That way of doing business led to a long stalemate that left union members without a new contract for four years until a settlement was reached in 2008 with the assistance of federal mediators. Over those four years, there were no changes in wages or benefits. Morale was poor and grievances and arbitration cases piled up.
“It was a very long, difficult and contentious process,’’ said Brian Lapp, vice president of human resources. “I don’t think either party was happy with the process in any shape or form.”
When the new union leadership took office the year following the contract settlement, they began to talk about doing things differently. They even crashed a company sales event, introduced themselves and promised labor’s help in delivering quality products.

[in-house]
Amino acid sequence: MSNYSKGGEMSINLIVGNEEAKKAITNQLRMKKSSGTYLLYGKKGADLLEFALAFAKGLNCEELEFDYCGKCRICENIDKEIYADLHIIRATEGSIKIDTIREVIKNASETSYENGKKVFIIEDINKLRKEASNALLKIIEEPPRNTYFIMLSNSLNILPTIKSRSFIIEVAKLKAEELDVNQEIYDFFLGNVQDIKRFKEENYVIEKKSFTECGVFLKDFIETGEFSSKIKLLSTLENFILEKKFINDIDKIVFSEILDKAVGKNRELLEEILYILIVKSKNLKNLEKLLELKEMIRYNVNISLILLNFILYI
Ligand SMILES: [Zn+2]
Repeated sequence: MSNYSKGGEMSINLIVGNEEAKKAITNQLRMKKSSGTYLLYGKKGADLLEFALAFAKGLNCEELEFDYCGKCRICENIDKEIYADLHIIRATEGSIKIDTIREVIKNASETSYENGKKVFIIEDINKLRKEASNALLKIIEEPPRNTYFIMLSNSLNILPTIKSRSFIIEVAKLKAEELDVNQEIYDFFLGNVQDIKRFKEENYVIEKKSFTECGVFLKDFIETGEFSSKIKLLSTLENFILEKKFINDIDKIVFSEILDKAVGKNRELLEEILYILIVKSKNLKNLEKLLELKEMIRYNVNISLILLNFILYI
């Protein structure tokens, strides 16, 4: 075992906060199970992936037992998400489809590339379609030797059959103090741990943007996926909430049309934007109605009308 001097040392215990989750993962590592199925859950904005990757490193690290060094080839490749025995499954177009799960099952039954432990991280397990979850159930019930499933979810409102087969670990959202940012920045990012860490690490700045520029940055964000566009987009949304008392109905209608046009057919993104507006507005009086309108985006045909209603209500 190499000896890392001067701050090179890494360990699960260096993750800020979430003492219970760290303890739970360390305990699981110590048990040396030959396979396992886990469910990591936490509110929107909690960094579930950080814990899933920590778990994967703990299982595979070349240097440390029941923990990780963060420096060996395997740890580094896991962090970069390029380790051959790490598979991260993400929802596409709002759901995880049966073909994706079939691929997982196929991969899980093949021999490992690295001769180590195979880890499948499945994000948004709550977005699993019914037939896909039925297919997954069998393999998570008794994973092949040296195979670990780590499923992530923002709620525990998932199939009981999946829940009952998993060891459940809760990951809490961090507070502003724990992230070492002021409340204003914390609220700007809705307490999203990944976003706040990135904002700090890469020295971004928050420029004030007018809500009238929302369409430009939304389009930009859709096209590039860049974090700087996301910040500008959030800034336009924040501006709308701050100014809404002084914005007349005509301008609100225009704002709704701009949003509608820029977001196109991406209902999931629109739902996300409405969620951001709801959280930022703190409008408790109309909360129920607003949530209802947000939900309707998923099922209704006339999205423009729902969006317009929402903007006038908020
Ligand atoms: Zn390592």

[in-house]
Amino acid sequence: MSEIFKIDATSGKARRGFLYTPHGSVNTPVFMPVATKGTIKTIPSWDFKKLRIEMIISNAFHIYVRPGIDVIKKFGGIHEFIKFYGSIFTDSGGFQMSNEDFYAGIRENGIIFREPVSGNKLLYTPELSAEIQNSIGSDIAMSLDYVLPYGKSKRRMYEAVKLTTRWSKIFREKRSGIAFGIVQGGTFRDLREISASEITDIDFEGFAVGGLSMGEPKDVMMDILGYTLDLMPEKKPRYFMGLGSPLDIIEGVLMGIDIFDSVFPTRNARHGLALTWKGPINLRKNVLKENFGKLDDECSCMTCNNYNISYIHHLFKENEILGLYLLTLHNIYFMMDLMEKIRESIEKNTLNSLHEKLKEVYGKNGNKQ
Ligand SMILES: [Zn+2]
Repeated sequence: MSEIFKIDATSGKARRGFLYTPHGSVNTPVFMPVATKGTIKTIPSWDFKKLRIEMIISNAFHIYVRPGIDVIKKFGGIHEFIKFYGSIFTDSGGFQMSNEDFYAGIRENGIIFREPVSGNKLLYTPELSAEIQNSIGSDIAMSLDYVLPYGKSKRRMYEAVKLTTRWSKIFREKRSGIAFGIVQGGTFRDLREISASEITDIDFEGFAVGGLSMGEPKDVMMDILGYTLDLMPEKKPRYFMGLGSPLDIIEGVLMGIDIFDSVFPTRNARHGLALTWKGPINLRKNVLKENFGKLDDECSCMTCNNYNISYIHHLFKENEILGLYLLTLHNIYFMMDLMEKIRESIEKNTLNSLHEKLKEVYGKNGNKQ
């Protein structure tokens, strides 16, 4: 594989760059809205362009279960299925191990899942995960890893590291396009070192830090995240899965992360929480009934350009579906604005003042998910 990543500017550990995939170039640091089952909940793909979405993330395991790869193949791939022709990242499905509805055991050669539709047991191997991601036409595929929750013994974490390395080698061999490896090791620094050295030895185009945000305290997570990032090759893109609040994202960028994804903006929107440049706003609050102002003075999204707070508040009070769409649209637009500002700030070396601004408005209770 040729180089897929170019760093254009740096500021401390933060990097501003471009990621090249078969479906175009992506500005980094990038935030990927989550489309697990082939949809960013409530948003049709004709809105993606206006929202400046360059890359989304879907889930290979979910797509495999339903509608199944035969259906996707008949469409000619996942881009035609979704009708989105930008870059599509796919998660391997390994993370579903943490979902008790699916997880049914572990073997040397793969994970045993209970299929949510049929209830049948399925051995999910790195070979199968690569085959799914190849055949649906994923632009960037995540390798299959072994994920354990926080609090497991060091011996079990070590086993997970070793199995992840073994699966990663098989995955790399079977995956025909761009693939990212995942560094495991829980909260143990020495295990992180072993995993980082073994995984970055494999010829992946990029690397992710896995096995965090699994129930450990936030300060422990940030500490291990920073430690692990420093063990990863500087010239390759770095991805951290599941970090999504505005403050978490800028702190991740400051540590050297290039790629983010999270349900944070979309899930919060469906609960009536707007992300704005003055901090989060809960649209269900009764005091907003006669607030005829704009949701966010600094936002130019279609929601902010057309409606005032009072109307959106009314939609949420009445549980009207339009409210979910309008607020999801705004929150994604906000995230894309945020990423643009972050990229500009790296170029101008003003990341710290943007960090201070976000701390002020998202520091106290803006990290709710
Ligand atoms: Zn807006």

“We talked to the customers and the customers loved it,’’ Held recalled. “Then we followed up with a letter, saying how much we enjoyed their visit. The company took notice.”
Both sides started taking “little risks” based on the idea that they should cooperate to better serve customers, said Lapp, who slowly began to trust the union’s intentions. “I’ve got to credit the union for getting us back on track,” he said. “Those guys came in with no preconceived ideas of what would work.”
Having used the federal mediation service to help settle the contract dispute, the union and company turned to the agency again for assistance. FMCS Commissioners Jacques Wood and Jack Yoedt provided training on problem-solving techniques and cultivating collaborative approaches to bargaining. They also explored mediation as an alternative to more expensive grievance arbitration.